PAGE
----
The first-generation worker ants are small. After foraging for food outside of the nest, worker ants return to regurgitate partially digested food to nourish developing larvae and the queen. Older larvae are fed solid food by the workers.

 Carpenter ant colonies remain small during the first year, but they grow rapidly, and in 3 to 6 years will contain up to 3,000 ants. Winged reproductives are produced by older, mature colonies. Once colonies are mature, workers are produced continuously to replace those that die, while 200 to 400 winged individuals are produced each year for reproductive flights. Winged reproductives usually develop in late summer, spend winter in the nest, and swarm in spring and early summer.

Nesting Sites

   Carpenter ants normally build their nests in hollow trees, logs, posts, landscaping timbers and wood used in homes and other structures. Unlike termites, ants do not feed on wood but excavate galleries in wood as places to build nests. 

   Carpenter ants prefer to nest in moist or decayed wood, frequently entering existing cavities or void areas through cracks and crevices.

   The ants usually cut galleries with the grain of the wood, following the softer parts. They leave the harder wood as walls separating the tunnels, but cut openings in these walls to connect the galleries. Access to the outside may be through natural openings, or the ants may cut openings where none exist.

   Occupied galleries are kept very clean. Shredded wood fragments from the excavations are carried from the nest and placed outside. Cone-shaped piles of these fragments, often called frass piles, sometimes build up beneath the nest openings. Frass piles may also contain excretions, dead carpenter ants, and bits of wood, sand, soil or insulation and may vary in color. 

   Frass is not always visible because ants may dispose of it in hollow parts of trees, in void areas in structures, or in unused galleries within the nest.

   Carpenter ants become pests when they nest or forage for food in homes and other buildings. Usually, an infestation occurs when all or part of an existing colony moves into a house from outside. Ants enter structures through several common routes: where tree branches or utility lines contact a structure, through cracks and crevices around windows and in foundation walls, through ventilation openings in the attic, and through heating or air-conditioning ducts.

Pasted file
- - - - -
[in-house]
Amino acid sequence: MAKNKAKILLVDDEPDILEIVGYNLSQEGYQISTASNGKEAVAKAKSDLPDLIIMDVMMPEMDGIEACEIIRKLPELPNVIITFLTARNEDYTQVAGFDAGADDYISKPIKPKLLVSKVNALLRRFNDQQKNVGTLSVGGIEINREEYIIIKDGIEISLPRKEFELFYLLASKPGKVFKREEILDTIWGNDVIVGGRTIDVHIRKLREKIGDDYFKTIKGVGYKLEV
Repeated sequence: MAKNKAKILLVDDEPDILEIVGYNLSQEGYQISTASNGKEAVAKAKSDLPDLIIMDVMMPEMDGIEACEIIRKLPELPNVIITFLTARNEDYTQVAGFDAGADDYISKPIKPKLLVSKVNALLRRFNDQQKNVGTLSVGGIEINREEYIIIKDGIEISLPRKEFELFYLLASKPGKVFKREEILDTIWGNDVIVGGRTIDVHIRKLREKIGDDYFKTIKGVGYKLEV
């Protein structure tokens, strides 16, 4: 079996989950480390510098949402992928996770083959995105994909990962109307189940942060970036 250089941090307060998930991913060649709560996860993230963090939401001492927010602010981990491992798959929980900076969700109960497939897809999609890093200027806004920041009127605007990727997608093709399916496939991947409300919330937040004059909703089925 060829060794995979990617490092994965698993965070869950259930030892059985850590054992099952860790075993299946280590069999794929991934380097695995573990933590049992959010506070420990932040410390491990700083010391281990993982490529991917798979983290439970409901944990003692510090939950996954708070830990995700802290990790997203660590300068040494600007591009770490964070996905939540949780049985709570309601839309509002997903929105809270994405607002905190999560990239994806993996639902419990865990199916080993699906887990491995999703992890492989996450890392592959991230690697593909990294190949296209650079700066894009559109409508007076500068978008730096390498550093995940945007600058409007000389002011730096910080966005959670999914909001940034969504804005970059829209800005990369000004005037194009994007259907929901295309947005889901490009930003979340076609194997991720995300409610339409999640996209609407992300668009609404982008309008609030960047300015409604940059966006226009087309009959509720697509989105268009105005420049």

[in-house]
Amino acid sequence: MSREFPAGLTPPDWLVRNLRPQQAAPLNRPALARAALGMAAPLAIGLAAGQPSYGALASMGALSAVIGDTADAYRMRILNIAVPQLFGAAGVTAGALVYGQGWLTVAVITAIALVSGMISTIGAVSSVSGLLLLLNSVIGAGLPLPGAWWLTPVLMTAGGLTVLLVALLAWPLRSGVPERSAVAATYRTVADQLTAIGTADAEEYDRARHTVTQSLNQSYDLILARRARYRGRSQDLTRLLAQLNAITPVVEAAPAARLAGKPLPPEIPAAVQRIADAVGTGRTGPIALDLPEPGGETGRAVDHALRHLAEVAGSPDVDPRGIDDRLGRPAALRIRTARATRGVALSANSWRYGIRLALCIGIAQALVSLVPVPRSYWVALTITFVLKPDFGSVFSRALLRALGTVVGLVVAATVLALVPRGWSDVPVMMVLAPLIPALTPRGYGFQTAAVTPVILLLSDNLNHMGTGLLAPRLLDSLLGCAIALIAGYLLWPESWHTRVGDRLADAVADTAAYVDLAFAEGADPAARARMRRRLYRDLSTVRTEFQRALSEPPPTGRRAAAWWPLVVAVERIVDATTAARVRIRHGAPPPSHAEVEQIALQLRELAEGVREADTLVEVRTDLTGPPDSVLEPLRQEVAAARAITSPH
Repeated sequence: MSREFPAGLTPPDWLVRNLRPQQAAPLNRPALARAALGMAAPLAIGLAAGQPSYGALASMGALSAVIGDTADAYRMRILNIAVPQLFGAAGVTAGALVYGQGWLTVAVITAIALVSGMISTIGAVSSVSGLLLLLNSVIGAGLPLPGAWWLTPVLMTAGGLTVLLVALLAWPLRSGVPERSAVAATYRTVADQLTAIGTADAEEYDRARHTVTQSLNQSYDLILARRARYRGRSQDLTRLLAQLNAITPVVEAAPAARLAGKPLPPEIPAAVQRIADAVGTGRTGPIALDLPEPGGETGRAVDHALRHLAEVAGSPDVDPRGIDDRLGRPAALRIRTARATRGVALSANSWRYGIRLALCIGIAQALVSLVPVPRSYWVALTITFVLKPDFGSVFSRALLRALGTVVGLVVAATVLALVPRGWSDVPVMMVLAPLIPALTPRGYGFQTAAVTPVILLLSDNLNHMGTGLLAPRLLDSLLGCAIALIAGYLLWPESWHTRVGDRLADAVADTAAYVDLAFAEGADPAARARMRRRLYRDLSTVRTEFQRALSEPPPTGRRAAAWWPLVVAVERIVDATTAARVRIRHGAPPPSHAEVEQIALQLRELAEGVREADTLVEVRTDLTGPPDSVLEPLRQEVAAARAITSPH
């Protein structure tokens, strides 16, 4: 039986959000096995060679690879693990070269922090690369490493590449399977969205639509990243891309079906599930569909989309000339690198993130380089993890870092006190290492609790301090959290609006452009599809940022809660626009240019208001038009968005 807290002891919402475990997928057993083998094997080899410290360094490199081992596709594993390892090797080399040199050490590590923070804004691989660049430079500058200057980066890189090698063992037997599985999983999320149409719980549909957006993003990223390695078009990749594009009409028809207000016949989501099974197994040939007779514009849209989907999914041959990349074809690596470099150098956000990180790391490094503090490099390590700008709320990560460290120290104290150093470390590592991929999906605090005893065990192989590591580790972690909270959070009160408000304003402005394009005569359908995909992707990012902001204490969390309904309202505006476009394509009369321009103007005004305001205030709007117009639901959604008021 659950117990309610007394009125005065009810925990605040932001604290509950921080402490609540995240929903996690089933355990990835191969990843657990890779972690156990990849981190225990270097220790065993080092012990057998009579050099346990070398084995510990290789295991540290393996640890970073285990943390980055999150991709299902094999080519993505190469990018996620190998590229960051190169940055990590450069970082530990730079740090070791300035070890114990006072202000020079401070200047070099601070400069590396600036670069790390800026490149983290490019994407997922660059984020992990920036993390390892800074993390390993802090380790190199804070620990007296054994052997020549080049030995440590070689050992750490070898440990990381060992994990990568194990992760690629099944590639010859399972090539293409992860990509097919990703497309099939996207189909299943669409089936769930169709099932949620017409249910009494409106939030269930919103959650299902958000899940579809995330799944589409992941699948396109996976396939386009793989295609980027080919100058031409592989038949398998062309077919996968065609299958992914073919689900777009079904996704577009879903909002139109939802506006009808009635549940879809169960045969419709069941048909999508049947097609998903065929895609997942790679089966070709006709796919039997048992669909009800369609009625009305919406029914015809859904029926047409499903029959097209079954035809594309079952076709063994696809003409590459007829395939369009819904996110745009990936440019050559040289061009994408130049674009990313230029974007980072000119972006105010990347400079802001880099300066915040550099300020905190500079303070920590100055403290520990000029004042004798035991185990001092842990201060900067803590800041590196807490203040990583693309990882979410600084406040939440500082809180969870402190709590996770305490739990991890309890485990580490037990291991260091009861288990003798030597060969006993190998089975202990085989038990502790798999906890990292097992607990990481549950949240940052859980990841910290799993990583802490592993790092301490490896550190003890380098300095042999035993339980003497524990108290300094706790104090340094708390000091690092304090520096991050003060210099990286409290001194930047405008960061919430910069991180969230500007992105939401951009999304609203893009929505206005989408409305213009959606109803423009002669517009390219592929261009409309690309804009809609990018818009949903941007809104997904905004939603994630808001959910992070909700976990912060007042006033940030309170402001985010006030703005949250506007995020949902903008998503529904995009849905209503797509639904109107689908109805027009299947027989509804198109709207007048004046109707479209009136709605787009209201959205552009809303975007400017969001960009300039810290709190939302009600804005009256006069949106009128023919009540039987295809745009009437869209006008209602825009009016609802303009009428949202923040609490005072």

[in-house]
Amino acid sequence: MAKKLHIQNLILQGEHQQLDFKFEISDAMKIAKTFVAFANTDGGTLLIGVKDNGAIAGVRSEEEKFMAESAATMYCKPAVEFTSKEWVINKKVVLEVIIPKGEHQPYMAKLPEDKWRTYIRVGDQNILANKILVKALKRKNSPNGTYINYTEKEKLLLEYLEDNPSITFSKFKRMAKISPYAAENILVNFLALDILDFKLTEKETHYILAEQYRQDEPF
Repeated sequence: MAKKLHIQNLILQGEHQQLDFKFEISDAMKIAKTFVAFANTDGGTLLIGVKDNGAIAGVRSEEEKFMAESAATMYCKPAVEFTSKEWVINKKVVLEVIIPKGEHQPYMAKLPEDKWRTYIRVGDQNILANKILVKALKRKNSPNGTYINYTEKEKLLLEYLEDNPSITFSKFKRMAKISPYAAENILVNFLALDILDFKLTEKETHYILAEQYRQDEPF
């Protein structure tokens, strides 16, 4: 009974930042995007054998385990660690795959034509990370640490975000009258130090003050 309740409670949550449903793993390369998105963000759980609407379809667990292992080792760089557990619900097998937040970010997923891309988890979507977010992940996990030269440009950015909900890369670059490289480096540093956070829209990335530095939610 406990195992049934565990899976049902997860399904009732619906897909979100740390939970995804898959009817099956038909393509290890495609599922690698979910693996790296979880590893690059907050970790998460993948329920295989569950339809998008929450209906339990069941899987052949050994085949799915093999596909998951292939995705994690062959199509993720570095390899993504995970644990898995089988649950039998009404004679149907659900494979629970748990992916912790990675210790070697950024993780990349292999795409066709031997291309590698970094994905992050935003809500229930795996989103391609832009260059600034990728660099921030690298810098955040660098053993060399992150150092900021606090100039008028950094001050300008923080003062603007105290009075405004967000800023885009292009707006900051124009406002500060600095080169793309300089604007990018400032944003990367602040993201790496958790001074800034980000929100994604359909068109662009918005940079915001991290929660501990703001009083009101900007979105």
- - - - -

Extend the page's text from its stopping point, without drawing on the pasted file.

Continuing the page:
Carpenter ants like to nest in wood that is very moist or has been previously damaged by water or termites. A colony develops best in wood with a moisture content of more than 12 to 15 percent. This can happen where there is a leak, condensation or continuously high, relative humidity. Typical nest locations include:

  • Wood affected by water seepage from plugged drain gutters, damaged flashing, wood shingle roofs, poorly fitted or damaged siding, improper pitch of porch floors, or leaking door and window frames;
  • Wood between the roof and ceiling of flat-deck porches;
  • Areas around plumbing in kitchens and bathrooms where water leaks have soaked the surrounding wood; ‚ÄĘ wood in contact with soil, such as porch supports, siding and stair risers;
  • Wood in areas of poor ventilation or condensation, such as cellars, crawl spaces, attics and under porches;
  • Wood scraps in dirt-filled slab porches;
  • Voids under bathtubs or hot tubs;
  • Hollow wooden doors, hollow ceiling beams, hollow shower and curtain rods, and hollow porch posts and columns;
  • Window sill plates and floor joists;
  • Voids under attic insulation or under insulation in crawl spaces; and
  • Voids above windows and doors.